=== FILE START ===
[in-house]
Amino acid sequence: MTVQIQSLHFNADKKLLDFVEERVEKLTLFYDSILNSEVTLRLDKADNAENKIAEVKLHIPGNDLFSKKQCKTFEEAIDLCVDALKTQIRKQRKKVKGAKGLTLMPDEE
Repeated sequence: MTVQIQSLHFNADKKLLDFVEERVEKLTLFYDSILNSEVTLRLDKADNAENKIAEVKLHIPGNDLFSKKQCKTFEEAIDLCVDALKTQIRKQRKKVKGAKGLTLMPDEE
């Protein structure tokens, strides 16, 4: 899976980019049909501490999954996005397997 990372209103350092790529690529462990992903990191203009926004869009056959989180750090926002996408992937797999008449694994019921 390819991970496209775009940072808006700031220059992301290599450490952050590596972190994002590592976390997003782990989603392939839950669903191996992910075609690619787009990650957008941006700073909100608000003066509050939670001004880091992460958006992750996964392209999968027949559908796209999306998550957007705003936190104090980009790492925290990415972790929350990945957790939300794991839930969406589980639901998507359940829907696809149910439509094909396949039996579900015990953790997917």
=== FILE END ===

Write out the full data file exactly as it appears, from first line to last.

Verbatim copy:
[in-house]
Amino acid sequence: MTVQIQSLHFNADKKLLDFVEERVEKLTLFYDSILNSEVTLRLDKADNAENKIAEVKLHIPGNDLFSKKQCKTFEEAIDLCVDALKTQIRKQRKKVKGAKGLTLMPDEE
Repeated sequence: MTVQIQSLHFNADKKLLDFVEERVEKLTLFYDSILNSEVTLRLDKADNAENKIAEVKLHIPGNDLFSKKQCKTFEEAIDLCVDALKTQIRKQRKKVKGAKGLTLMPDEE
């Protein structure tokens, strides 16, 4: 899976980019049909501490999954996005397997 990372209103350092790529690529462990992903990191203009926004869009056959989180750090926002996408992937797999008449694994019921 390819991970496209775009940072808006700031220059992301290599450490952050590596972190994002590592976390997003782990989603392939839950669903191996992910075609690619787009990650957008941006700073909100608000003066509050939670001004880091992460958006992750996964392209999968027949559908796209999306998550957007705003936190104090980009790492925290990415972790929350990945957790939300794991839930969406589980639901998507359940829907696809149910439509094909396949039996579900015990953790997917």